Ninject Mini Tutorial – Part 2

Go to Part 1

 

Controlling the Life Cycle of your Objects

In the previous post we did not concern ourselves with the lifecycle of the object returned from Ninject kernel. Ninject provides the following 4 built-in lifecycles (scopes):

  1. Transient (default)
  2. Singleton (only one instance)
  3. Thread (one instance per thread)
  4. Request (one instance per web request).

You can create custom scopes if needed.

Singleton:

using (IKernel kernel = new StandardKernel())
{
    kernel.Bind<ITaxCalculator>()
        .To<TaxCalculator>()
        .InSingletonScope()
        .WithConstructorArgument("rate", .2M);

    var tc1 = kernel.Get<ITaxCalculator>();
    var tc2 = kernel.Get<ITaxCalculator>();

    Assert.Same(tc1, tc2);
}

Transient:

using (IKernel kernel = new StandardKernel())
{
    kernel.Bind<ITaxCalculator>()
        .To<TaxCalculator>()
        .InTransientScope()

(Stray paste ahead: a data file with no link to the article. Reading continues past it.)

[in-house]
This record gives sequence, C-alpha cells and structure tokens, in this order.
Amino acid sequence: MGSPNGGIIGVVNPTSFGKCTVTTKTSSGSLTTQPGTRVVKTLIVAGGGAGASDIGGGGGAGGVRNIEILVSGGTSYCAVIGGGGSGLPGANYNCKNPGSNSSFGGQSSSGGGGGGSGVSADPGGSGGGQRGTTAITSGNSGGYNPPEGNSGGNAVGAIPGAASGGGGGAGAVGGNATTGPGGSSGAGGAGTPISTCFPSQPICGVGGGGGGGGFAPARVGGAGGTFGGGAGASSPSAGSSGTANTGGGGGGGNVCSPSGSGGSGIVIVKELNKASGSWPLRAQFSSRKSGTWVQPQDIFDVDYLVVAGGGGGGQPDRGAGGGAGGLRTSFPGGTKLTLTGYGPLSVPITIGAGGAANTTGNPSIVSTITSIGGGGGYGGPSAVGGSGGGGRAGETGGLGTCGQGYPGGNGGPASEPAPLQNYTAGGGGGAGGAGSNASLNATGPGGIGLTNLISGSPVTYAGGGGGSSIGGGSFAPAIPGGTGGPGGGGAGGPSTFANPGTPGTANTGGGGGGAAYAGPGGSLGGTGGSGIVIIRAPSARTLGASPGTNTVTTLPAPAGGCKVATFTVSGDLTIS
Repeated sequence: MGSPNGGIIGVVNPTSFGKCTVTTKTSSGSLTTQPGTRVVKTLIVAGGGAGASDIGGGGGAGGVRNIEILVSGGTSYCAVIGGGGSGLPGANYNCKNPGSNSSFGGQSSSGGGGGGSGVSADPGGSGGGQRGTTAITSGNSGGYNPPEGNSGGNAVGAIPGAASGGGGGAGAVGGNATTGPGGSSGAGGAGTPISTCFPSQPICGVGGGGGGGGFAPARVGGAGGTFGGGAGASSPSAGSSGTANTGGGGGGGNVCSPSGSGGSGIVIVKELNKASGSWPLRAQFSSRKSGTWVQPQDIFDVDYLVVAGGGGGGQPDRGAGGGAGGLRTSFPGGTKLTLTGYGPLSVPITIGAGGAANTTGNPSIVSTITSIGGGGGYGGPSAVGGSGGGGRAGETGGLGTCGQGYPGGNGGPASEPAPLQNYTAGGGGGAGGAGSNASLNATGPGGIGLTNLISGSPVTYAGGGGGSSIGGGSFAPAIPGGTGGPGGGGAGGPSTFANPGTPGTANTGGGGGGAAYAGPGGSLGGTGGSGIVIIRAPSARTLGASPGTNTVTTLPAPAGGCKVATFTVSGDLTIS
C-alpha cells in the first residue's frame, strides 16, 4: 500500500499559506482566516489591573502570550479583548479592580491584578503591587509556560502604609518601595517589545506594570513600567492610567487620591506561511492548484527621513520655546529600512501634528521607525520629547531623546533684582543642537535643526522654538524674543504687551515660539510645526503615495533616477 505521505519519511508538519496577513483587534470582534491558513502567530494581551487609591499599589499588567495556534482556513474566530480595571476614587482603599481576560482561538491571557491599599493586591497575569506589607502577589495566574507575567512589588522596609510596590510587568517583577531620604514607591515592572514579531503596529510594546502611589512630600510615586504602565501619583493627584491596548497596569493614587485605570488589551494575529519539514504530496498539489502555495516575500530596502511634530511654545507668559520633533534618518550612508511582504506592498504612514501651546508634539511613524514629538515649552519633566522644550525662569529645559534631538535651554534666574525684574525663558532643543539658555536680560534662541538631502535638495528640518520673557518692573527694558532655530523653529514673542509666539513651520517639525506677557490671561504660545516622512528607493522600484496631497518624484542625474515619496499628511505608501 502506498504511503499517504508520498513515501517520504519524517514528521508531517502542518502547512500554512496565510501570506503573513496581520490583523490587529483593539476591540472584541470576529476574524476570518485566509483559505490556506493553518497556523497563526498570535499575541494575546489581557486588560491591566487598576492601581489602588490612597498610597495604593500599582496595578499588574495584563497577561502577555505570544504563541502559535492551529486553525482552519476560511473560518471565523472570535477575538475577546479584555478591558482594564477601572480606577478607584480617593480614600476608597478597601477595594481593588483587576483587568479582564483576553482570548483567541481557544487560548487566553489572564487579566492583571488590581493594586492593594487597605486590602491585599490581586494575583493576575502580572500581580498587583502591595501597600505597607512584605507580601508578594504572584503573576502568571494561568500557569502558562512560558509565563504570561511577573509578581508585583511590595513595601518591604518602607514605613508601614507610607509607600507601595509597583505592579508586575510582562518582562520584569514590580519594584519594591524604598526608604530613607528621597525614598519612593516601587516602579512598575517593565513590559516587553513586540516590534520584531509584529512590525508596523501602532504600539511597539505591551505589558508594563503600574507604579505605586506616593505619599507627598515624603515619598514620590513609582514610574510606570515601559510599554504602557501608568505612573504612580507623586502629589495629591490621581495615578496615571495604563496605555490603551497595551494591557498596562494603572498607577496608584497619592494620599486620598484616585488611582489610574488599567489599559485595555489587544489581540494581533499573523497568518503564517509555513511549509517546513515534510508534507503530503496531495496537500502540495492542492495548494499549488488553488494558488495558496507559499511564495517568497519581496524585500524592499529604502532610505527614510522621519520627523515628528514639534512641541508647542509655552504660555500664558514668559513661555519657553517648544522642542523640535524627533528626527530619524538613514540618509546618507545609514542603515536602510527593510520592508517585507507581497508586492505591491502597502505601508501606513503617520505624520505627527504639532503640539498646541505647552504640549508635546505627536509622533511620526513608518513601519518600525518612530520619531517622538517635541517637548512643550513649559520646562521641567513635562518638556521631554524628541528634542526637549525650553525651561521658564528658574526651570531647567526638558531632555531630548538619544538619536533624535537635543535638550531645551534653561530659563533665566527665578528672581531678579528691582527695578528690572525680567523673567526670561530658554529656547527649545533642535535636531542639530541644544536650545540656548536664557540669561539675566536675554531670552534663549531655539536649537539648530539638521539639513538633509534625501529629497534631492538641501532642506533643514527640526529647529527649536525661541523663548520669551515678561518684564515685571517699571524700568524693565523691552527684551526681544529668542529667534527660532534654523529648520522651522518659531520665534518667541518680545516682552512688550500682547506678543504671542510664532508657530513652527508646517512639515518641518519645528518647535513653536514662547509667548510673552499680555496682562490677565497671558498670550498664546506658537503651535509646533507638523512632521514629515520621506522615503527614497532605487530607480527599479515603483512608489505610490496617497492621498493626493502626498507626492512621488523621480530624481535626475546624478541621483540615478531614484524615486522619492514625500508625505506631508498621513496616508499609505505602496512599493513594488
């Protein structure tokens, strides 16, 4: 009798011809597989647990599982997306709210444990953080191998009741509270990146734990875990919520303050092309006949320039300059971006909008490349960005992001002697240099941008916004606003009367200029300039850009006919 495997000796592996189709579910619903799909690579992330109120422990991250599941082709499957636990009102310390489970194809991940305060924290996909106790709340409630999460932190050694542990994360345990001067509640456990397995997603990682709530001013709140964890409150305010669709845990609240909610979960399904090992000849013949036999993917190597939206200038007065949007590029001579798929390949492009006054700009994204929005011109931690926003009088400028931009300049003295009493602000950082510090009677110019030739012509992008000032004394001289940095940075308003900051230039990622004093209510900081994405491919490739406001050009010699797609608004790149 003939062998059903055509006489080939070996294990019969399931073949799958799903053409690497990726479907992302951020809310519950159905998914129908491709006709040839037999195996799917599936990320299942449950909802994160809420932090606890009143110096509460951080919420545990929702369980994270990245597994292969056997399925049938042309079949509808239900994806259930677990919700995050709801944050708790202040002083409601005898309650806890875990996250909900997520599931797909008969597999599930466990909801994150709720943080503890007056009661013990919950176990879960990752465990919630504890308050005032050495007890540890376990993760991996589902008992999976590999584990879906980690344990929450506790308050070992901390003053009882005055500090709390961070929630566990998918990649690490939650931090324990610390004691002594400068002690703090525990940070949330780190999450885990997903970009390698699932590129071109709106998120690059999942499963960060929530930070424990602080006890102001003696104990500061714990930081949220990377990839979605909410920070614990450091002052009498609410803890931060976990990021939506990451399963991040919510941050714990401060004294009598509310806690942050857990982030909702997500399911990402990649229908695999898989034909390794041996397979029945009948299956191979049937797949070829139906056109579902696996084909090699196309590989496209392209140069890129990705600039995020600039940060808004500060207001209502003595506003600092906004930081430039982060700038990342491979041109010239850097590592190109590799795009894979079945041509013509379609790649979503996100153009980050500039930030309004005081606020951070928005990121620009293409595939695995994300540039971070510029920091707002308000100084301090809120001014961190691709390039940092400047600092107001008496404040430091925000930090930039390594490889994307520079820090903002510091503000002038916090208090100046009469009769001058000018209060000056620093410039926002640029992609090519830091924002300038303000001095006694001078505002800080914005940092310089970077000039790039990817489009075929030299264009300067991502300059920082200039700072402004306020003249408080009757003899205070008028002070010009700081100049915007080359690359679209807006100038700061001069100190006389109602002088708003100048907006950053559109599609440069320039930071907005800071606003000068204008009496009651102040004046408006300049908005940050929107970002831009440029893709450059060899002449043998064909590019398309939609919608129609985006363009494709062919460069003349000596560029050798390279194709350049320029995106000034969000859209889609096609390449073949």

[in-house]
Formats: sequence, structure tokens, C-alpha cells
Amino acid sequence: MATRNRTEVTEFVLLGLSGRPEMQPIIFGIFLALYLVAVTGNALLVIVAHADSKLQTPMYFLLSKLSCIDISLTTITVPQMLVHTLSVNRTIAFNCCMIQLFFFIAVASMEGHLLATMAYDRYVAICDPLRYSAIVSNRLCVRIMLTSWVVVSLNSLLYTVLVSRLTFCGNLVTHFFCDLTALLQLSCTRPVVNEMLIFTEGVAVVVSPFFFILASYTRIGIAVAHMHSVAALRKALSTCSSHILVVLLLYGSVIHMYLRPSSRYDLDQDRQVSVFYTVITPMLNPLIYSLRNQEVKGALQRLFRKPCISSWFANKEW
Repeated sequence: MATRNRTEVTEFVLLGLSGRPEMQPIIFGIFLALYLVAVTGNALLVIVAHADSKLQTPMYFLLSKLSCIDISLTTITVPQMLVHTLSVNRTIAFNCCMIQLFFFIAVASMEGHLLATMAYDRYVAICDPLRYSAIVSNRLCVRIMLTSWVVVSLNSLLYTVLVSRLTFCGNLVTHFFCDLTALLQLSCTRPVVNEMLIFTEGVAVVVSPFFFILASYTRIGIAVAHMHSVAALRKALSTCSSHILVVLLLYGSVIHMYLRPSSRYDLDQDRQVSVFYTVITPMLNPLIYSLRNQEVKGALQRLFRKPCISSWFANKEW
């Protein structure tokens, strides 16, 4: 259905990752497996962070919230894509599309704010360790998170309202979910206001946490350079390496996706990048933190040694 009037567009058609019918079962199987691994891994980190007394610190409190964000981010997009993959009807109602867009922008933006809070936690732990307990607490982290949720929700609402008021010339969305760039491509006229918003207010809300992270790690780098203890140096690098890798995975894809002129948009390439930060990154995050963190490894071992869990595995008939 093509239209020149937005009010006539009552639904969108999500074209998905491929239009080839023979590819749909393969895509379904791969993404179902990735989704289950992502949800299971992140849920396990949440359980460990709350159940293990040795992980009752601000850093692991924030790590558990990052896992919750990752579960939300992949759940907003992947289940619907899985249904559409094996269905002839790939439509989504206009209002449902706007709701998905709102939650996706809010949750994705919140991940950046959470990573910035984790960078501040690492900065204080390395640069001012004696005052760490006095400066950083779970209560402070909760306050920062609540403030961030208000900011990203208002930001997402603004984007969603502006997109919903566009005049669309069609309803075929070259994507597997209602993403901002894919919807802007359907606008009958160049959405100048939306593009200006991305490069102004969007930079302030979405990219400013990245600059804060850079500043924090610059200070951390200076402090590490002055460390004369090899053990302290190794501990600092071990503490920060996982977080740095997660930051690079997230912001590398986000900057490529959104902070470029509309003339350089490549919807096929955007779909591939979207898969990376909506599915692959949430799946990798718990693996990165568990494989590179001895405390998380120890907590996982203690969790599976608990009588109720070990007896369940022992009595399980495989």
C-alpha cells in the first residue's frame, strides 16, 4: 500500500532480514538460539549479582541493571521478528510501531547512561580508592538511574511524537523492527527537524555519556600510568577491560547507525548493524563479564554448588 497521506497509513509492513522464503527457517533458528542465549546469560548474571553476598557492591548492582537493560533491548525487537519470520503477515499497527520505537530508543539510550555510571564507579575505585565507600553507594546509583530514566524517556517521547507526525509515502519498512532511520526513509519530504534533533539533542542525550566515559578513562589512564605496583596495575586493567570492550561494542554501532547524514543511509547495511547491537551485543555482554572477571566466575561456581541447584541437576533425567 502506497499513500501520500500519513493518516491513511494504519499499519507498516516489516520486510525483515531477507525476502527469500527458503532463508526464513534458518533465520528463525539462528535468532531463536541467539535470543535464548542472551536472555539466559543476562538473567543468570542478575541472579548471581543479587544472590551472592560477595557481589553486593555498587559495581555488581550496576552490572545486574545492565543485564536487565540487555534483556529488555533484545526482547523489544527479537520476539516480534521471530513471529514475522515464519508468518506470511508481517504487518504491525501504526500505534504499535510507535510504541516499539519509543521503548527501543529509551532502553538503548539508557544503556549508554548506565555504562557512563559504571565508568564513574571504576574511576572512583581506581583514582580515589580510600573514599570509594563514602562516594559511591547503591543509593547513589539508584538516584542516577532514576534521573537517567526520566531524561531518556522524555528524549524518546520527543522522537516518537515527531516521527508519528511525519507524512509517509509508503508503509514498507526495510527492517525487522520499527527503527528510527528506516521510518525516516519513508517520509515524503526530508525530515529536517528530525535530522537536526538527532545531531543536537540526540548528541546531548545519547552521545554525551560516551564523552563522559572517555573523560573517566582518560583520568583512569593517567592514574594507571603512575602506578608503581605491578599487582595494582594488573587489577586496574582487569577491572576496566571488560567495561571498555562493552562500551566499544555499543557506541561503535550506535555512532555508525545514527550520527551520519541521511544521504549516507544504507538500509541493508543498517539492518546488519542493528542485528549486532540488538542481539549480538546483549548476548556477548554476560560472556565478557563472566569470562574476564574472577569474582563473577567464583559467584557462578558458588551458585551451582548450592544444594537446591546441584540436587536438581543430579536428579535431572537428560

.WithConstructorArgument("rate", .2M);

        var tc1 = kernel.Get<ITaxCalculator>();
        var tc2 = kernel.Get<ITaxCalculator>();

        Assert.NotSame(tc1, tc2);
}

More Details on Injection Patterns

With Ninject you can inject:

  1. Constructor parameters
  2. Properties
  3. Methods

Before considering each one in turn, we just need to introduce the [Inject] attribute which may be used to tag constructors, properties and methods requiring injection. Obviously, by tagging constructors, properties or methods, your objects cease to be POCOs.

Constructor Injection

We have already seen an example of constructor injection in Part I when the kernel auto-magically injected an implementation of ITaxCalculator to the Sale Area constructor. In that case, even if we didn't tag the constructor with the [Inject] attribute, the kernel was able to perform the required binding. How?

That was actually a special case: when there is only one constructor available, the tagging is not needed. On the other hand, if there's more than one constructor defined, then then kernel can inject a dependency to only one constructor that needs to have the [Inject] attribute:

public class Sale3
{